You’ve either loved a Furby, loathed a Furby, or just now learned the word Furby. For local artist Bobby Diddle, the infamous late-’90s animatronic owl has been a lifelong love. “When I was a kid I was obsessed with them,” Diddle says. “I had a baby blue one, I had a cheetah one, a graduation one, an angel one. I had all of them.”
She wasn’t alone: Tens of millions of Furbies sold in just their first years on the market, largely because the creatures were programmed with their own kind of artificial intelligence—a then-novel technology, especially in toys. Out of the box, they would twitch their ears and beaks and speak their own cheeky “Furbish” language, and then, in an uncanny twist, would “learn” the language spoken around them. Pairs would “talk” to each other. People with Furbies viewed them with simultaneous awe and alarm, and toys were never the same. “It’s kind of a cult object,” Diddle says. “It’s like having a piece of history.”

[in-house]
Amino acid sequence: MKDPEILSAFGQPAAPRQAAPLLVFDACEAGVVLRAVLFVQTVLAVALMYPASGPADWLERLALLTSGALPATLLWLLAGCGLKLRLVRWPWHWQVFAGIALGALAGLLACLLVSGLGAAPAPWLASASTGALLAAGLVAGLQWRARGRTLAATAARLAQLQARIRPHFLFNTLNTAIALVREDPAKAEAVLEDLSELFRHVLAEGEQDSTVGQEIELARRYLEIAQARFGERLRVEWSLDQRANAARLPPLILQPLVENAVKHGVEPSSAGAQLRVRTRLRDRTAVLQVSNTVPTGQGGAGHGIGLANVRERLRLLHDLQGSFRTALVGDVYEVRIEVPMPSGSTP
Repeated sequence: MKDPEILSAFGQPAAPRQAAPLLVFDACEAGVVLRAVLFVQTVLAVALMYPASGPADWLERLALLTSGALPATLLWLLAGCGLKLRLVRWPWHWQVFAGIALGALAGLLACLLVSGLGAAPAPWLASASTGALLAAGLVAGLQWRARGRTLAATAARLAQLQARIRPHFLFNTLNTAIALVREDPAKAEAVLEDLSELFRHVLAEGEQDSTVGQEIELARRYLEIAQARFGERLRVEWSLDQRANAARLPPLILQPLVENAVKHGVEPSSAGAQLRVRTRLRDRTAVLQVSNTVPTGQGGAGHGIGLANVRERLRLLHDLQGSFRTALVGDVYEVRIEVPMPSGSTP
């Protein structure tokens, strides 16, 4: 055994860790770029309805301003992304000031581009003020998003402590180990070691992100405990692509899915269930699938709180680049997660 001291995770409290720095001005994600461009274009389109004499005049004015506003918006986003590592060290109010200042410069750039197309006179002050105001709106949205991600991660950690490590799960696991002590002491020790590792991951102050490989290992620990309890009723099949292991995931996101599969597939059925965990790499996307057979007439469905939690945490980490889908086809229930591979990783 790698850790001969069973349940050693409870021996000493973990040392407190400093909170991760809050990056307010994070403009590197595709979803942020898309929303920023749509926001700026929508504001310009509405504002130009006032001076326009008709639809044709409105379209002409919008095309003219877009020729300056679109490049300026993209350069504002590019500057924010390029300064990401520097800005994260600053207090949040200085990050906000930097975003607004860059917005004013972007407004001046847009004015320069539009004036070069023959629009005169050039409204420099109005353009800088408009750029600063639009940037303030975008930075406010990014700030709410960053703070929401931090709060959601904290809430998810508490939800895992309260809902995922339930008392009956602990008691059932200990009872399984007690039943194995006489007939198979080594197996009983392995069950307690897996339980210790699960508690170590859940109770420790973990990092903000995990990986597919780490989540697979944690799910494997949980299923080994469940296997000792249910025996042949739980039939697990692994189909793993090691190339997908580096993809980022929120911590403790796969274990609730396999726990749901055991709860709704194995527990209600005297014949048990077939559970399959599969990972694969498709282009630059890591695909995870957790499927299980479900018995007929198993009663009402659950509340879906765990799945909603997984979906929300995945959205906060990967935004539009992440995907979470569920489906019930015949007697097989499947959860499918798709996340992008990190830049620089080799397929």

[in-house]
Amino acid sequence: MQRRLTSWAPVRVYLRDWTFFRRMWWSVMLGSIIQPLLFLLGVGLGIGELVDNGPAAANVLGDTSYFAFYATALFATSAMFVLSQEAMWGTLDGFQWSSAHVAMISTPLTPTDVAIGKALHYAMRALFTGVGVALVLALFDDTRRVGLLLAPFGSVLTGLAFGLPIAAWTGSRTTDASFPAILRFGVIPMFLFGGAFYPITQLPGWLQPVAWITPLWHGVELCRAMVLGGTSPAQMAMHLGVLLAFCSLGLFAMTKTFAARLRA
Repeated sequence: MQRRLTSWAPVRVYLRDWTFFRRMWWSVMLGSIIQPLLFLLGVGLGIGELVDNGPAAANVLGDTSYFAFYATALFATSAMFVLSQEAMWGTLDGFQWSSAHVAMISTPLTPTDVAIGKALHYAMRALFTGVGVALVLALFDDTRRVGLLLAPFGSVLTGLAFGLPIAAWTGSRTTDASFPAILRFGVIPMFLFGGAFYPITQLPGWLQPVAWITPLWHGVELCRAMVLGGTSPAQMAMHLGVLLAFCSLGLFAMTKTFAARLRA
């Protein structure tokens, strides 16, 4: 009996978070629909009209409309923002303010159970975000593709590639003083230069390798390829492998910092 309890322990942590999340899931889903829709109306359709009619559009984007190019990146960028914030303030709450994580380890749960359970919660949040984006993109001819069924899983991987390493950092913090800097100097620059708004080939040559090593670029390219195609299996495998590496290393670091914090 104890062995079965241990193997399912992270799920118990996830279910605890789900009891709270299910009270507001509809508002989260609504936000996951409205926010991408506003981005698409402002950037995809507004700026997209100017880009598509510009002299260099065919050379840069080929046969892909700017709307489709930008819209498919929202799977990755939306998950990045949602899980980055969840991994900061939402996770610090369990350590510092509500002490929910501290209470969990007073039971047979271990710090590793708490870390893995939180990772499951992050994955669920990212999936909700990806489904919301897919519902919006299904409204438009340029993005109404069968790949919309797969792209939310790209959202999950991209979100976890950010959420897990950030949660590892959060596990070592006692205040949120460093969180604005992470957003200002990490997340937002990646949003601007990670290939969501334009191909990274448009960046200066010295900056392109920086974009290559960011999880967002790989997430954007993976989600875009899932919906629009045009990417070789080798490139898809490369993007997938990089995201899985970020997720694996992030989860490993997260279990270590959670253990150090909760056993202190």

Nineties nostalgia is indeed a whole scene on the internet, attracting collectors and enthusiasts alike. Diddle, took her interest and made it her art with Longfurbs, her collection of Furbies, which she converts to have long necks and bodies, and then shares their images on Instagram. “It’s a very niche group with a very deep connection to them,” she says. That niche group, at least on Instagram, is up to 27,700 followers (and counting!), part of a loyal web audience that breathlessly awaits the next Longfurbs release; they currently go for hundreds of dollars each on eBay.
Diddle’s process to create Longfurbs is more complicated than it looks: The School of Creative and Performing Arts grad starts with a theme, and looks for a personality that fits the Furby. “I completely scrap it, remove the skin, take the faceplate off, and then hand-sew everything. It takes around three days,” she says. “I connect the body, which is just a sock with stuffing.” Diddle dresses them, usually in Build-a-Bear clothes (“They fit perfectly”). Finally, part of the fun of making—and presumably owning—Longfurbs is posing them in lifelike environments, drinking a cocktail or eating fried chicken. Since September 2018, Diddle has sold some two dozen Longfurbs, and isn’t stopping any time soon, as it perfectly blends her vocation and avocation. “I’ve always been a huge fan of birds and creepiness and the ’90s,” she says. “It’s an amalgamation of all those things.”